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Yokosuka Type 12 Special Attack Scooter

Gallery Article by Steve Nelson on Jan 3 2011

Silly Week 2011

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As 1945 dawned Japan's military situation was becoming more and more desperate. In Europe, the Third Reich was clearly almost finished, and Japan's forces were being pushed back on all fronts. Military leaders were forced to begin plans to fight off the expected Allied invasion of the home islands.

The air arms of both the Imperial Army and Navy had been increasing relying on "special attack" suicide units, in which pilots with only rudimentary training would be sent to fly their explosive-laden aircraft directly into allied ships or other targets. Such units were an integral part of the defense plans for the home islands, and the Imperial forces had developed several aircraft specifically for suicide missions. One of the lesser known designs was the Type 12 Special Attack Scooter, designed by the Japanese Naval Air Technical Arsenal. It was intended to be a cheap, easy-to-fly aircraft that could be rapidly produced in huge numbers. To accelerate development, designers relied on proven components, basically mating a scooter with the scaled-down wings and tail of the Zero fighter (the tailwheel and hook were retained, in the hopes that the design might eventually be adapted as a carrier-based interceptor.)  The plan was to have thousands of the aircraft stashed in mountain caves, and then when Allied forces began their landings, military planners declared they would attack "like a mighty wind, breaking up the invasion." Hence, the aircraft was named "Toppakaze," which literally translates as "breaking wind." 

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Development proceeded rapidly. The aircraft was given folding wings for storage in tight spaces. The Type 11 relied on its own power to get up to speed on a launch ramp, and then would glide down to attack. Initial test flights were not entirely disappointing, but it was found that once a bomb load was added, the aircraft would only stay airborne for a few feet off the end of the launch ramp. Designers were forced to add a three-cylinder 30 hp Hitachi radial engine to simply keep the aircraft in the air. The Imperial Navy also insisted that the aircraft be given some form of armament, but it was too small for conventional guns. Designers added four compressed-gas powered weapons in the wings, based on a design by the American Daisy company. Unfortunately, several trainee pilots managed to shoot their eyes out.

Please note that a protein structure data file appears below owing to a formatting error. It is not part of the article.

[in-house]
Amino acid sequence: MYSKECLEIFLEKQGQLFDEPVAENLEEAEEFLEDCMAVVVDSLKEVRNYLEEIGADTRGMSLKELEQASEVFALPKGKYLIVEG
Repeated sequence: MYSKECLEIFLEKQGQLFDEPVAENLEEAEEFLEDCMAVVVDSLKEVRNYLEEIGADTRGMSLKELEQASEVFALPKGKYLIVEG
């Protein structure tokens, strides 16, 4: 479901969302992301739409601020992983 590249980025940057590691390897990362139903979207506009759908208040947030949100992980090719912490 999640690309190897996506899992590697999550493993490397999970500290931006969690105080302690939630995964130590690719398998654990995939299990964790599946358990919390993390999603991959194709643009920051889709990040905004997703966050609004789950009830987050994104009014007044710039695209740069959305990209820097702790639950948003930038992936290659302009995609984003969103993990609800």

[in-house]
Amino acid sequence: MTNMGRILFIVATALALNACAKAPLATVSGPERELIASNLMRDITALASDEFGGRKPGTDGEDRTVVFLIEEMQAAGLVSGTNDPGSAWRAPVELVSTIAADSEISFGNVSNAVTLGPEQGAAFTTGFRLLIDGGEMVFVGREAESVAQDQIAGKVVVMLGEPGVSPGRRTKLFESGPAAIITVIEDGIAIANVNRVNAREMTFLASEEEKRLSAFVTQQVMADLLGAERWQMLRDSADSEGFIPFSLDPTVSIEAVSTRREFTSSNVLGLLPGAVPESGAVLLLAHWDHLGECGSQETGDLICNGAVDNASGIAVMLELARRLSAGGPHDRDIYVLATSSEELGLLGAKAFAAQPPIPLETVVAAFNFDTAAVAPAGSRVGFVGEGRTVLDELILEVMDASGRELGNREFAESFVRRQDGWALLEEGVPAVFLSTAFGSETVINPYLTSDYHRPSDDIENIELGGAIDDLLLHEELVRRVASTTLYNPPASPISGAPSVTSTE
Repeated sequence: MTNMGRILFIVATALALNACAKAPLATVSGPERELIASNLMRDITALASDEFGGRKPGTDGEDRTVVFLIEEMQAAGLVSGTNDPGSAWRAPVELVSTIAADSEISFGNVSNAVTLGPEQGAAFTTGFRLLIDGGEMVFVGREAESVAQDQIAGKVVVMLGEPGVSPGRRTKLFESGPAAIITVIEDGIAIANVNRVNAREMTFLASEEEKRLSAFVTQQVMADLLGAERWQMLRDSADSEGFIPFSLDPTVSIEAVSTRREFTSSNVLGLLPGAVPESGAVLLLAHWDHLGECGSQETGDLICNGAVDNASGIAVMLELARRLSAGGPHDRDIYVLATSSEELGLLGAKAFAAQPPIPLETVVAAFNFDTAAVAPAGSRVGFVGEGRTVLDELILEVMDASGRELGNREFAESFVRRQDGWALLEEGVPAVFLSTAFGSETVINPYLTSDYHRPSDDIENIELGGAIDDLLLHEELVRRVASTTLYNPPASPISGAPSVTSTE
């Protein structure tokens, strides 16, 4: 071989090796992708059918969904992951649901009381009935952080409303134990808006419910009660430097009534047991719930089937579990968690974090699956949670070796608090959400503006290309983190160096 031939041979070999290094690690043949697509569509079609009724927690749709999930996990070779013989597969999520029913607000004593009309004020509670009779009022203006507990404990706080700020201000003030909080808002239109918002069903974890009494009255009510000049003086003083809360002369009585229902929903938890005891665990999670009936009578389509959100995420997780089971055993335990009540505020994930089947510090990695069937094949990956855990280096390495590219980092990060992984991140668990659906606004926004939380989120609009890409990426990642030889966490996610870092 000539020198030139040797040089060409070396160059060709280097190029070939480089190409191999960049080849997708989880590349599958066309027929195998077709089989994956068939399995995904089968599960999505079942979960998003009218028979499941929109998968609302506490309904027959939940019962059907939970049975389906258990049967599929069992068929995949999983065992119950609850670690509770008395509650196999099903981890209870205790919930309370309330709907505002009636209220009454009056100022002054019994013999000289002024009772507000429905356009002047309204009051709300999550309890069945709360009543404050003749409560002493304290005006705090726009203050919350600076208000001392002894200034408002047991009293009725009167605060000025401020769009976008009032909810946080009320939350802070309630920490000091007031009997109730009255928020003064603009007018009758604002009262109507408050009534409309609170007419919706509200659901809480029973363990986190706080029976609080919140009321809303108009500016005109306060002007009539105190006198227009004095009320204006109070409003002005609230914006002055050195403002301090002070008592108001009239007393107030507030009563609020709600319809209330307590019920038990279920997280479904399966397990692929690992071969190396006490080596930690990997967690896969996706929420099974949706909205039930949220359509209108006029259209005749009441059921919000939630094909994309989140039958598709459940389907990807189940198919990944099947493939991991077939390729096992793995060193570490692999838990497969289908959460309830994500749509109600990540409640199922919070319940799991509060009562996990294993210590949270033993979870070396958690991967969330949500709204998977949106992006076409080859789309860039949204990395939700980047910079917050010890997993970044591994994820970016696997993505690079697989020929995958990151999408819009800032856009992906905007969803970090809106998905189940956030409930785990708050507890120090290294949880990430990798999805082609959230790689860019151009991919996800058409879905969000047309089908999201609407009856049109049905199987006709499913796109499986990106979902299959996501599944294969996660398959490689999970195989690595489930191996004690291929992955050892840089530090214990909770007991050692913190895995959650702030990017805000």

While several hundred of the scooters were built, Japan capitulated without an invasion, so luckily for the pilots they were never employed operationally. Allied intelligence was unaware of the aircraft's existence, but when it was discovered by occupation troops, it was given the code name "Melvin." Most ended up having their wings, tails and nose engines removed, and provided handy transportation for weary GIs.

The Model

This project had its genesis at the 2009 IPMS USA National Convention. The Tamiya reps were handing out 1/24 scale Scooter kits, which used to be part of the "Campus Friends" figure set. The kit consists of seven parts on one sprue. There is a tag molded on the sprue saying "In Commemoration Of Your Visit," so I assume Tamiya gives them out after factory tours. Someone in IPMS West Michigan got the bright idea to get a bunch of the kits, and then we would all build them for what was dubbed the "Mean Motor Scooter" club contest.

Most of our club members built their scooters as various custom jobs, but I'm mainly a WWII aircraft builder, so my first thought was "OK, how do I make this thing fly?" I remembered I had an old 70s vintage 1/72 Hasegawa Zero that I picked up for 50 cents many years ago, and decided it would be perfect for the project. After a bit of slice & dice I attached nose and tail sections, fairing them in with a bit of Apoxy Sculpt putty. The nose engine came from the junk box..I think it was once part of a 1/48 Monogram AT-6. I used styrene rod and tube to make hinges for the wings, and some brass tube for the gun barrels. Tail codes came from the Decal Dungeon, and since I figured the rivets on the wings and strange contours on the sides might prove difficult for decals, I decided to mask an paint the Hinomarus. I was surprised at how well they turned out..I may start using this technique on all my Japanese projects.

No Mon-Keys were harmed and no Banana Brew was consumed during this project.

Steve Nelson

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Photos and text by Steve Nelson

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